Background: Numerous studies have paid attention to the role of the triple-negative marker in the prognosis of breast cancer, but very few studies have combined mammographic phenotypes with the triple-negative marker to assess their relevance to the long-term prognosis of breast cancer. The current study aims to assess the respective contributions of both mammographic tumour appearance and the triple-negative marker, and their possible interactions, on the long-term survival of breast cancer, taking into account the prognostic factors already established. Methods: A retrospective cohort of 498 breast cancer patients was enrolled at Falun Central Hospital, Sweden, between 1996 and 1998, and information on immunohistochemical markers and histological tumour distribution in these patients was collected. This cohort - together with prior information on conventional tumour attributes and mammographic tumour features from 1968 to 1995 - was formed by the Bayesian method and was followed over time until the end of 2011. Results: After considering tumour attributes, histological tumour distribution, and triple-negative cancer, two mammographic tumour features - casting type (adjusted hazard ratio, aHR. =. 3.47, 2.21-5.53) and architectural distortion (aHR. =. 4.43, 2.02-9.50) - had poorer survival compared to other types (stellate, circular, crushed-stone-like, and powdery mass). Triple-negative status conferred an independent 1.95-fold (1.06-3.52) higher risk for death from breast cancer than non-triple-negative status. Stratified by mammographic tumour features, the impact of triple-negative status on the prognosis of breast cancer was statistically significantly greater for the casting and architecturally distorted types (aHR. =. 5.40, 1.40-20.59) but was not statistically significant for other types of mammographic appearance (aHR. =. 1.75, 0.75-4.21). Stratified by the triple-negative feature, the effect of casting type and architectural distortion versus other tumour types on the risk of breast cancer death was statistically significant not only among triple-negative breast cancers (aHR. =. 9.67, 2.74-29.54) but also among non-triple-negative cancers (aHR. =. 4.11, 1.88-8.68). Conclusion: In addition to demonstrating mammographic appearance and the triple-negative feature as two independent prognostic factors, the most novel finding of this study is that the triple-negative feature played a more important role among breast tumours with the mammographic appearance of casting and architectural distortion than among tumours with other types of mammographic appearance. The risk stratification of long-term prognosis of breast cancer in the light of multi-attribute information in chronological order (mammographic tumour appearance first and then the triple-negative test) may aid clinicians in developing a customised schedule of surveillance and in optimising treatment and adjuvant therapy.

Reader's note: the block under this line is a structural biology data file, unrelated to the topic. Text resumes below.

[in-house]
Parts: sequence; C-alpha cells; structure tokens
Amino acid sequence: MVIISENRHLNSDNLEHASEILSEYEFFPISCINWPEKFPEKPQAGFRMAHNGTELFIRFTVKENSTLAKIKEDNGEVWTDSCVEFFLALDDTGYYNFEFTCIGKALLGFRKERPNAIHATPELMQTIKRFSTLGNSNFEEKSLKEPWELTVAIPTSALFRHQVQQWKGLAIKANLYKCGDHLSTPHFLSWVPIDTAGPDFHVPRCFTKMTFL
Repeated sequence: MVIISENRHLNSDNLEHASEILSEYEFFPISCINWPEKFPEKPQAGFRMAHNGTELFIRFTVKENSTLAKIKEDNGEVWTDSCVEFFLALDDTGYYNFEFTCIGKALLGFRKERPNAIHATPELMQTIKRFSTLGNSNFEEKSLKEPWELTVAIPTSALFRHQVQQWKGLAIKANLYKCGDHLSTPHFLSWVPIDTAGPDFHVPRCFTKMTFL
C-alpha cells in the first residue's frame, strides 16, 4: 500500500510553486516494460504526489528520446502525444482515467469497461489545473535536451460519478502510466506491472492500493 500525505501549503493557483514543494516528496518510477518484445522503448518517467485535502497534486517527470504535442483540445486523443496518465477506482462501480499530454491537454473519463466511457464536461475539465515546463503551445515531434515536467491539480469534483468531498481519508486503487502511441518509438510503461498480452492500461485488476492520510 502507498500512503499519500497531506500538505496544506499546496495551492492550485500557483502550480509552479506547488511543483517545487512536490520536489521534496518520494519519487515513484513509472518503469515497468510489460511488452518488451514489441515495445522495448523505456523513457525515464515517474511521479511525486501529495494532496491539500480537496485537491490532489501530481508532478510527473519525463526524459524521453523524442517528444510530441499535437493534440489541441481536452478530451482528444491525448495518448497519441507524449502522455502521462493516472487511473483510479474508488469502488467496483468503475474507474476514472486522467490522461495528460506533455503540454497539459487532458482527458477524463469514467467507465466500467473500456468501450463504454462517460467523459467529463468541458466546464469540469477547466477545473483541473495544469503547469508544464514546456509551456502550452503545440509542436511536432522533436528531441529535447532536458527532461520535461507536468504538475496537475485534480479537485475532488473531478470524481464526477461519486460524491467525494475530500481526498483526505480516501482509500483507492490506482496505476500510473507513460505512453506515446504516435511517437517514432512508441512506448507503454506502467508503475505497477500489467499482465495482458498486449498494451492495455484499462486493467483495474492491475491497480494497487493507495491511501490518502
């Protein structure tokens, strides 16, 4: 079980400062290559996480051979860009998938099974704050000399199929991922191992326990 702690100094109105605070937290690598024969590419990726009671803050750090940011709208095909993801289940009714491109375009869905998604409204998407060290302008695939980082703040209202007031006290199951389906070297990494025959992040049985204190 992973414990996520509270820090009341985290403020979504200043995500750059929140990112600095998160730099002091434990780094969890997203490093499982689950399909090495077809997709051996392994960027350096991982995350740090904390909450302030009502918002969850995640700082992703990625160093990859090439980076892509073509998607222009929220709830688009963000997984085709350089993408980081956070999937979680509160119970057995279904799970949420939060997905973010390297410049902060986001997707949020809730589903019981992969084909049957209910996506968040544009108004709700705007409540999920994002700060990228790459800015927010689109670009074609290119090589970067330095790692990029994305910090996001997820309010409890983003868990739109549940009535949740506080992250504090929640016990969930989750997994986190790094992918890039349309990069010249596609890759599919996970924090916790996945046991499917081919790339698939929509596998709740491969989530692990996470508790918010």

ASJC Scopus subject areas
- Cancer Research